Also, try this Summer Pasta where the veg is also cooked with the pasta.


close up of mushroom pesto spaghetti


Give wholemeal spaghetti a try


We all know wholemeal or brown bread, rice and pasta are better for us.

But, it can be a hard swap to make when it comes to pasta.

Wholemeal pasta tends to be a bit nuttier and has more bite to it, so many people try then never go back to it again.

If you've completely changed to wholemeal pasta, I salute you,

Spaghetti was the one I decided to tackle first, it's a much easier swap than say a penne where there's much more pasta in each bite.

I did get some resistance from my husband, but after eating it a few times, he really doesn't notice now.

It's all about getting used to something new isn't it?

vegan mushroom dishes - a stew, a pasta dish, a soup and a tartMore vegan mushroom recipes to try after this mushroom spaghetti


Here are some of my favourite mushroom dishes.


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A simple recipe for the most delicious vegan mushroom pesto spaghetti with a freshly made cheese-free pesto and spinach for extra greens. Such a tasty dinner option.

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How to Make Vegan Mushroom Pesto Pasta

Scroll down for step-by-step photos followed by a full printable recipe. If you don't have a printer, hit print then save as a PDF.

Making mushroom pesto spaghetti - step 1

Step 1


  • Start to boil water in a deep pan and when it's at a rapid bowl add the spaghetti and stir well.
  • While the water is boiling, start to cook the mushrooms. Saute them in olive oil, add garlic and season well with salt and pepper.

Making mushroom pesto spaghetti - step 2

Step 2


  • Now make the pesto. You can make it in a pestle and mortar, food processor or blender. (full recipe below in the printable recipe card).
  • Add fresh basil, garlic, pine nuts (see above for alternatives), olive oil, salt and pepper and blend until fairly smooth.
  • Set aside.

Making mushroom pesto spaghetti - step 3

Step 3


  • In the last minute or two of pasta cooking time (sometimes wholemeal spaghetti needs a few minutes more than standard pasta), add the spinach to the pot to let it wilt and take a scoop of the pasta water and reserve.
  • Drain the pasta and spinach well, then add back into the pan. Add the pasta water and stir in.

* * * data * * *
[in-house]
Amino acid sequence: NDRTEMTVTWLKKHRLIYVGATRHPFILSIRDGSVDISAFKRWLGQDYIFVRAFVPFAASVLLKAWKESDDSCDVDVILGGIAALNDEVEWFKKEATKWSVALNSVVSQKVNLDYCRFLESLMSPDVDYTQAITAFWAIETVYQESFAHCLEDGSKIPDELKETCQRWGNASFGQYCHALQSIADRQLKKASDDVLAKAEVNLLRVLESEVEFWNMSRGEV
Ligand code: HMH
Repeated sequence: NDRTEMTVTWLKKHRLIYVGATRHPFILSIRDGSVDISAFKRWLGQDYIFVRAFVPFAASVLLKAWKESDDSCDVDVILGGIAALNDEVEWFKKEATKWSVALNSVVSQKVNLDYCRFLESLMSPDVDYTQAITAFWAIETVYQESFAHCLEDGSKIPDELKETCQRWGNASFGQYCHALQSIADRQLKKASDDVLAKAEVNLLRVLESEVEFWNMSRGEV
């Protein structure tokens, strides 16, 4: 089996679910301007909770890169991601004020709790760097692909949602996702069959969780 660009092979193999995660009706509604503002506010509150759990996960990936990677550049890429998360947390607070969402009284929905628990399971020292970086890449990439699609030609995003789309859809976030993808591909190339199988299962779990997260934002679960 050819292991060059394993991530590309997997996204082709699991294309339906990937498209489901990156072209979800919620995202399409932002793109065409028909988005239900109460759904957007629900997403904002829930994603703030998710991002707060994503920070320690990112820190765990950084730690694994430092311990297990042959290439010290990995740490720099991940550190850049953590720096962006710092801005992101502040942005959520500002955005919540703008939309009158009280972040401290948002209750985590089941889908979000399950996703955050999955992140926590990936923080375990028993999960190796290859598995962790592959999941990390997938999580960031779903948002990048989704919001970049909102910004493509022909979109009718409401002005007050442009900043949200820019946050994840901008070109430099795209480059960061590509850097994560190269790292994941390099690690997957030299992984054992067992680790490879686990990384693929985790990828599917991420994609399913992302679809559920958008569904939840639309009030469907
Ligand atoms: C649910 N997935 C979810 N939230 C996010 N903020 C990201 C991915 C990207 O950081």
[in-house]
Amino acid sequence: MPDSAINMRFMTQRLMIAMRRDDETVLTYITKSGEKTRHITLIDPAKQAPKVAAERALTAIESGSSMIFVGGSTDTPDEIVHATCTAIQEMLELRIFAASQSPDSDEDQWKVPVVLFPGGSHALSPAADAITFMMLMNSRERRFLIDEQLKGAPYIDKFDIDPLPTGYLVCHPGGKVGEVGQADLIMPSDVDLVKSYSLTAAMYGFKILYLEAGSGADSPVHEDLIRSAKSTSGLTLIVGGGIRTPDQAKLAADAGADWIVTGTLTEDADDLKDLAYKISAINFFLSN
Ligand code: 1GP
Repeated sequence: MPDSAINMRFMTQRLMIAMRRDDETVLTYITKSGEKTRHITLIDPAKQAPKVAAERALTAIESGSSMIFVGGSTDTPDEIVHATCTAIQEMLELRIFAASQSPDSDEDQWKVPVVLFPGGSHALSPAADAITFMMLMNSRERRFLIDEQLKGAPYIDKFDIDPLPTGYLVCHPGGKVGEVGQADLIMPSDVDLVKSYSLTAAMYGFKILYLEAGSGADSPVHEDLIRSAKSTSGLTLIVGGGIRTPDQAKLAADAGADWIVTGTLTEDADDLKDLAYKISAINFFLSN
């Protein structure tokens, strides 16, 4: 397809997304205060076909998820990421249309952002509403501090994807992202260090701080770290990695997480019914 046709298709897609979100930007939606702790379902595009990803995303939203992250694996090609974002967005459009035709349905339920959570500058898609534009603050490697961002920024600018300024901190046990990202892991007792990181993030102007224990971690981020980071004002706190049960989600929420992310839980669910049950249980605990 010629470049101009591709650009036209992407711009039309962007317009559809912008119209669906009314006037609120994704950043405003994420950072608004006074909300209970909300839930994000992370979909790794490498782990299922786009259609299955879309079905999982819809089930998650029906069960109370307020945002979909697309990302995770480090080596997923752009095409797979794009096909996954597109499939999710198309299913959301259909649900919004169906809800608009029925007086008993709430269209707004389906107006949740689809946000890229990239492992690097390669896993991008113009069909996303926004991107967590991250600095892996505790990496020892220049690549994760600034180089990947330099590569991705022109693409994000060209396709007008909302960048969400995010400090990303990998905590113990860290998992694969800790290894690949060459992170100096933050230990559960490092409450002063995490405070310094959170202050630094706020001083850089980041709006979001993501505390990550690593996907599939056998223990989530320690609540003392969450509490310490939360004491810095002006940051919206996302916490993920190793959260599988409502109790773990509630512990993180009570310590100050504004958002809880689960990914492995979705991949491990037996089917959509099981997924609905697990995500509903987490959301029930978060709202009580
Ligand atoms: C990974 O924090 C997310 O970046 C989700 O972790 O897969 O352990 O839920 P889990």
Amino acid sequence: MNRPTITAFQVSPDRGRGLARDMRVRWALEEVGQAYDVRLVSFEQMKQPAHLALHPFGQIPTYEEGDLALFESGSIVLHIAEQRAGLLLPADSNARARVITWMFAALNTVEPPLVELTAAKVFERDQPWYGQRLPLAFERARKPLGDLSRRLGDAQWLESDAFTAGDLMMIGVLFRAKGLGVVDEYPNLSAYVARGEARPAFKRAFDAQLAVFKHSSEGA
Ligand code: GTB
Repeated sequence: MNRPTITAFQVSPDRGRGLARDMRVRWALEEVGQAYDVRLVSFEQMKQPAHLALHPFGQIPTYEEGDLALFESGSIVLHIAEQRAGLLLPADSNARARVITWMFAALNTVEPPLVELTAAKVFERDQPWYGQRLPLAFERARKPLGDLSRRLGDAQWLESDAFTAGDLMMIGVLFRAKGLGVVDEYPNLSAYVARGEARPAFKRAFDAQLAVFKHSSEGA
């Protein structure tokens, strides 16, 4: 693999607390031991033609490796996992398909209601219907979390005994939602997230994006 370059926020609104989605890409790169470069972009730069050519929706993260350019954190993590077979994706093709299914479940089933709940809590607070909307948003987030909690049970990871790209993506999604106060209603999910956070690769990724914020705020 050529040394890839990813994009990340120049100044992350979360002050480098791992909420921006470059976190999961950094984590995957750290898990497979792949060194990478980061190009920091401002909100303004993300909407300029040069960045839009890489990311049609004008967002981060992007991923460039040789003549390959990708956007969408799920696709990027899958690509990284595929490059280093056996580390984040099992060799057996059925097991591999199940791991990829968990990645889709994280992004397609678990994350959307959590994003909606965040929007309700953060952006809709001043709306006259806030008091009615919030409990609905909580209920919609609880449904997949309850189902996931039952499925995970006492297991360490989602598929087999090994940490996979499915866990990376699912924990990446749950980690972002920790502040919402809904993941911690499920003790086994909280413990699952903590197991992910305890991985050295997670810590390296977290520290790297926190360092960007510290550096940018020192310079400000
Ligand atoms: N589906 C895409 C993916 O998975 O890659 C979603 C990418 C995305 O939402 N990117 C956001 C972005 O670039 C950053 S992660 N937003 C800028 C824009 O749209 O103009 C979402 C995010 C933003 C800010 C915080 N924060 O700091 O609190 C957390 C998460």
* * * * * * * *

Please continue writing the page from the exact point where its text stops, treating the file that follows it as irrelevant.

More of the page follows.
• Now add the cooked mushrooms and all the pesto and stir well to combine.
  • Serve and enjoy!

vegan pasta, vegan spaghetti, pesto spaghetti, mushroom pasta
dinner
Italian, vegan
Yield: 4-6
Author: Jacqueline Meldrum
Vegan Mushroom Pesto Spaghetti

Vegan Mushroom Pesto Spaghetti

A simple recipe for the most delicious vegan mushroom pesto spaghetti with a freshly made cheese-free pesto and spinach for extra greens. Such a tasty dinner option.
Prep time: 6 MinCook time: 14 MinTotal time: 20 Min

Ingredients

  • 50g (1/2 cup) olive oil
  • 2 large clove garlic
  • 500g (17 oz) large closed cup mushrooms
  • 20g (1 cup) fresh basil
  • 100g (3/4 cup) pine nuts
  • 1 large handful spinach
  • 400g (14 oz) wholemeal spaghetti
  • Salt and pepper

Instructions

  1. In a large pan, bring salted water (make sure it's deep) to a rapid bowl and add the spaghetti, giving it a good stir.
  2. While the water is boiling start to cook the mushrooms. Saute them in a little of the oil (the rest is for the pesto) with one clove of crushed or grated garlic until soft. Season well with salt and pepper.
  3. Once the pasta is on and the mushrooms are cooking, make the pesto. You can make it in a pestle and mortar, food processor or blender. I used a food processor.
  4. Add the rest of the oil, the basil, 1 clove of garlic, pine nuts, salt and pepper and blend until fairly smooth. Set aside.
  5. When the spaghetti is nearly cooked (I find wholemeal spaghetti needs 2 or 3 minutes longer than the pack says), add the spinach and scoop out some of the pasta water (just a few tablespoons).
  6. Once the pasta is cooked, drain well and add the pasta and spinach back to the pan, add the pasta water and stir well.
  7. Now add the cooked mushrooms and the pesto and stir well to combine.
  8. Serve and enjoy!

Notes

Calories

4 huge portions = 951 calories

5 large portions = 761 calories

6 standard portions = 634 calories


Spinach

You can use fresh or frozen spinach (frozen will have to go into the pan a few minutes sooner to give it time to melt.


Nooch

You can add 2 tablespoons of nutritional yeast or vegan-style parmesan to the pesto


Cut the calories

You can cut the calories by using less of the pesto

Nutrition Facts

Calories

634.08

Fat (grams)

31.12

Sat. Fat (grams)

4.88

Carbs (grams)

100.23

Fiber (grams)

3.6

Net carbs

96.63

Sugar (grams)

32

Protein (grams)

15.78

Sodium (milligrams)

313.55

Cholesterol (grams)

1.67

14 comments

  1. Such a great simple vegan meal. Love the hearty mushrooms in the mix!

    ReplyDelete
  2. Comforting, delicious and good for you. Love all the fresh herbs used to make this pesto. Yum!

    ReplyDelete
  3. This made such a satisfying dinner! This pasta was so tasty, hearty, and love that it's vegetarian too!

    ReplyDelete
  4. I have put this on this week's meal plan. You are always my first stop. Jill

    ReplyDelete
  5. I have mushrooms to use up & this is just the thing. Thanks D

    ReplyDelete
    Replies
    1. I love pesto flavor in my spaghetti, tour version sounds so good! So trying it out.

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    2. You will definitely enjoy this one then Neha.

      Delete
  6. Ahhh, I thought you made mushroom pesto, so I was real curious about that! Love this recipe. Spring perfection.

    ReplyDelete
    Replies
    1. I don't think that would be all that great. The texture would be slightly wrong.

      Delete

I love reading comments, so thank you for taking the time to leave one. Unfortunately, I'm bombarded with spam, so I've turned on comment moderation. I'll publish your comments as soon as I can and respond to them. Don't panic, they will disappear when you hit publish. Jac x